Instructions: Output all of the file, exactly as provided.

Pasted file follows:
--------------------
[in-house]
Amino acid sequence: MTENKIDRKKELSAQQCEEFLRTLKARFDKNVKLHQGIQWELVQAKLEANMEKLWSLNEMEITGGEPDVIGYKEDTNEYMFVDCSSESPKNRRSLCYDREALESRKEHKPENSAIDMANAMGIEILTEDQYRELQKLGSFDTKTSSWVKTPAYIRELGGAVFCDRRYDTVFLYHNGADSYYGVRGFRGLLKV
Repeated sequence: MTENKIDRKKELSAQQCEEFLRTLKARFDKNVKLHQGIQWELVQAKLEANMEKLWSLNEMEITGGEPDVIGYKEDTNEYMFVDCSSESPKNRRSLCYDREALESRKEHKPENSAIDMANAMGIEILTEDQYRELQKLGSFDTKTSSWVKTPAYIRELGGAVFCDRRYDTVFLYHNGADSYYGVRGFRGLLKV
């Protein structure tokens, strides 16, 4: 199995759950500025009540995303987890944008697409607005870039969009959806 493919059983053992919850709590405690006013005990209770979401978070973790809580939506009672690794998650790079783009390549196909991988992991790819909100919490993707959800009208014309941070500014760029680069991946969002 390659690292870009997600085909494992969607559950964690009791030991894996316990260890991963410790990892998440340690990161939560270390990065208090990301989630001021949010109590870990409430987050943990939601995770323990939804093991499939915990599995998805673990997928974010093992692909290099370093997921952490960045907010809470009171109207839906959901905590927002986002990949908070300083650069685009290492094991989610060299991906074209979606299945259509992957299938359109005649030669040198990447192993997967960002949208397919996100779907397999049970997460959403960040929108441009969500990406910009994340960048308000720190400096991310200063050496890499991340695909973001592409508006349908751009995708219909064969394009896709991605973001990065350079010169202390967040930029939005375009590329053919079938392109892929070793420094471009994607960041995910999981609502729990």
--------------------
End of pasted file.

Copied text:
[in-house]
Amino acid sequence: MTENKIDRKKELSAQQCEEFLRTLKARFDKNVKLHQGIQWELVQAKLEANMEKLWSLNEMEITGGEPDVIGYKEDTNEYMFVDCSSESPKNRRSLCYDREALESRKEHKPENSAIDMANAMGIEILTEDQYRELQKLGSFDTKTSSWVKTPAYIRELGGAVFCDRRYDTVFLYHNGADSYYGVRGFRGLLKV
Repeated sequence: MTENKIDRKKELSAQQCEEFLRTLKARFDKNVKLHQGIQWELVQAKLEANMEKLWSLNEMEITGGEPDVIGYKEDTNEYMFVDCSSESPKNRRSLCYDREALESRKEHKPENSAIDMANAMGIEILTEDQYRELQKLGSFDTKTSSWVKTPAYIRELGGAVFCDRRYDTVFLYHNGADSYYGVRGFRGLLKV
């Protein structure tokens, strides 16, 4: 199995759950500025009540995303987890944008697409607005870039969009959806 493919059983053992919850709590405690006013005990209770979401978070973790809580939506009672690794998650790079783009390549196909991988992991790819909100919490993707959800009208014309941070500014760029680069991946969002 390659690292870009997600085909494992969607559950964690009791030991894996316990260890991963410790990892998440340690990161939560270390990065208090990301989630001021949010109590870990409430987050943990939601995770323990939804093991499939915990599995998805673990997928974010093992692909290099370093997921952490960045907010809470009171109207839906959901905590927002986002990949908070300083650069685009290492094991989610060299991906074209979606299945259509992957299938359109005649030669040198990447192993997967960002949208397919996100779907397999049970997460959403960040929108441009969500990406910009994340960048308000720190400096991310200063050496890499991340695909973001592409508006349908751009995708219909064969394009896709991605973001990065350079010169202390967040930029939005375009590329053919079938392109892929070793420094471009994607960041995910999981609502729990």